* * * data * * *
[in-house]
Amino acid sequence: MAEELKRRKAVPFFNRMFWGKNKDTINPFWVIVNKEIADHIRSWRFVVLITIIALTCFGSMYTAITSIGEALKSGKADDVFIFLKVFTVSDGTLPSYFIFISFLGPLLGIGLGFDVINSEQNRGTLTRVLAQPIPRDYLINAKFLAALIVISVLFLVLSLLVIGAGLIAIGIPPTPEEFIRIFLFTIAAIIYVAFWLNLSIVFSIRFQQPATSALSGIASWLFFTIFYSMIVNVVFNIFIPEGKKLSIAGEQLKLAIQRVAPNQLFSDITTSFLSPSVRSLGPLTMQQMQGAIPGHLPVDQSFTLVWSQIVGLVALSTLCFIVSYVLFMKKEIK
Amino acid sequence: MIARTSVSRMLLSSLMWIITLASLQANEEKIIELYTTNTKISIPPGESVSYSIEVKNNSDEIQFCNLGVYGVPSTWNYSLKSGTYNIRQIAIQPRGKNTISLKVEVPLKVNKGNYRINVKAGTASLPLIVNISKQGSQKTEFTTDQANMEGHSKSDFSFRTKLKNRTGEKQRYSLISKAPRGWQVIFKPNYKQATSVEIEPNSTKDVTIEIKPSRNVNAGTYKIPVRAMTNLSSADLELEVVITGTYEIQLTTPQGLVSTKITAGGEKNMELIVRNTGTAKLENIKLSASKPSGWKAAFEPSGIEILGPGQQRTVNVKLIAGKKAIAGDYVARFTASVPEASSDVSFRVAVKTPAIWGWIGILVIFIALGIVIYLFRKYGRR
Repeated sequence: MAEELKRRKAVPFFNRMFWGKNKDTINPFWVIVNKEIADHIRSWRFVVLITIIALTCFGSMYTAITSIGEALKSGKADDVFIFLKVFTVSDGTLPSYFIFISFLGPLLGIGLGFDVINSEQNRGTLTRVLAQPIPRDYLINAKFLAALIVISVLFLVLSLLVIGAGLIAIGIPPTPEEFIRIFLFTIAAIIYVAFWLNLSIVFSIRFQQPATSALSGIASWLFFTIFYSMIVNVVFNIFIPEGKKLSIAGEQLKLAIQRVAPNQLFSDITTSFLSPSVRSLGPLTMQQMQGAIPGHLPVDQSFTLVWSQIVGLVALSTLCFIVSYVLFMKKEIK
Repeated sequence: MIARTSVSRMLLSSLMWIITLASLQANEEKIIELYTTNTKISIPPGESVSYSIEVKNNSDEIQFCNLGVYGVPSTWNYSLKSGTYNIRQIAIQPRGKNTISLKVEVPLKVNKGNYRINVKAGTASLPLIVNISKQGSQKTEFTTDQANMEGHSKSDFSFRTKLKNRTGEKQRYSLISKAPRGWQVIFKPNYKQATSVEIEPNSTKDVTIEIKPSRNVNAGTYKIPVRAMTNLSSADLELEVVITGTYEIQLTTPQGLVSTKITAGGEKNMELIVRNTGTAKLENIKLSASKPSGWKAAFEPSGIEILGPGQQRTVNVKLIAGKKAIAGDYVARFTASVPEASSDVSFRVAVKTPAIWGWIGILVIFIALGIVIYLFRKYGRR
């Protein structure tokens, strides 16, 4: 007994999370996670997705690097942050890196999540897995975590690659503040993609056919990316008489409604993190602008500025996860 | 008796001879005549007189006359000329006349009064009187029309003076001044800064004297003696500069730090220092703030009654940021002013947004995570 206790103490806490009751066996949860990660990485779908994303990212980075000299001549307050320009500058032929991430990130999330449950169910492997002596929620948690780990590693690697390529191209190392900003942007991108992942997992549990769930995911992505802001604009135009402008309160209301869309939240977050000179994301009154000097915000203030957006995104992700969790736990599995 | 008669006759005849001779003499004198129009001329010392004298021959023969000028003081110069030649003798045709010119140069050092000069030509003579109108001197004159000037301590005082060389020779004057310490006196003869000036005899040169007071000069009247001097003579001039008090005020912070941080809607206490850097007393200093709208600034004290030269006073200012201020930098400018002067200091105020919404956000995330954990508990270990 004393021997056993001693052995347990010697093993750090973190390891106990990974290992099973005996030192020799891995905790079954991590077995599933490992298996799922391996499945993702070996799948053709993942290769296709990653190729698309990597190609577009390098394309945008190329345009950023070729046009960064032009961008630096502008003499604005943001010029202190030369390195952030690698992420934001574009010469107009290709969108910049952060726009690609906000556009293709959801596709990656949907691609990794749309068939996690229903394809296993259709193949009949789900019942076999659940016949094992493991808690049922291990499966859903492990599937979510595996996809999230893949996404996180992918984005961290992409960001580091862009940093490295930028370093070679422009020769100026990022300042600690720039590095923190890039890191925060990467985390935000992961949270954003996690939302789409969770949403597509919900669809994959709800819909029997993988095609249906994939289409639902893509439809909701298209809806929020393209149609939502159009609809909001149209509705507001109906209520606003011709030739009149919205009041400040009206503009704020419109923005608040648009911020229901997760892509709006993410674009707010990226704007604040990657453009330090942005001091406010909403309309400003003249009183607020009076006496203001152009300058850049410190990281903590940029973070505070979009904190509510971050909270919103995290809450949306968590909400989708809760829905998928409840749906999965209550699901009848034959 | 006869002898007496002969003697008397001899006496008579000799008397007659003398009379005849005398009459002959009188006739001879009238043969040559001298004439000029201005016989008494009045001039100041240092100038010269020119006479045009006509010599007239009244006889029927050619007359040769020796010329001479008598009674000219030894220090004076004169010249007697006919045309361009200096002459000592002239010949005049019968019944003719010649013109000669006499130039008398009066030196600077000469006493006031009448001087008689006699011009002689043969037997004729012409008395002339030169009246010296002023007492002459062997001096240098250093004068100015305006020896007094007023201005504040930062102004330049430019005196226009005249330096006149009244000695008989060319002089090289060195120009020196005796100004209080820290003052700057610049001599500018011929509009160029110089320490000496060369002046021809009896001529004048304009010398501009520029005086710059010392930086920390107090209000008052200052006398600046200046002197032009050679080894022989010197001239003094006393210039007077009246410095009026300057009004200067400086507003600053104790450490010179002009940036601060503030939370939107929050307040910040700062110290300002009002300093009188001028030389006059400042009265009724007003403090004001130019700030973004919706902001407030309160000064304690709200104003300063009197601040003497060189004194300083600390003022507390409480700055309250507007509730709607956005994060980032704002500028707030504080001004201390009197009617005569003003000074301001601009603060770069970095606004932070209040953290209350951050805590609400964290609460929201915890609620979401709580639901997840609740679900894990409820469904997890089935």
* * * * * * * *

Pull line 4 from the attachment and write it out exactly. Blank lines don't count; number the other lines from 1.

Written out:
Repeated sequence: MAEELKRRKAVPFFNRMFWGKNKDTINPFWVIVNKEIADHIRSWRFVVLITIIALTCFGSMYTAITSIGEALKSGKADDVFIFLKVFTVSDGTLPSYFIFISFLGPLLGIGLGFDVINSEQNRGTLTRVLAQPIPRDYLINAKFLAALIVISVLFLVLSLLVIGAGLIAIGIPPTPEEFIRIFLFTIAAIIYVAFWLNLSIVFSIRFQQPATSALSGIASWLFFTIFYSMIVNVVFNIFIPEGKKLSIAGEQLKLAIQRVAPNQLFSDITTSFLSPSVRSLGPLTMQQMQGAIPGHLPVDQSFTLVWSQIVGLVALSTLCFIVSYVLFMKKEIK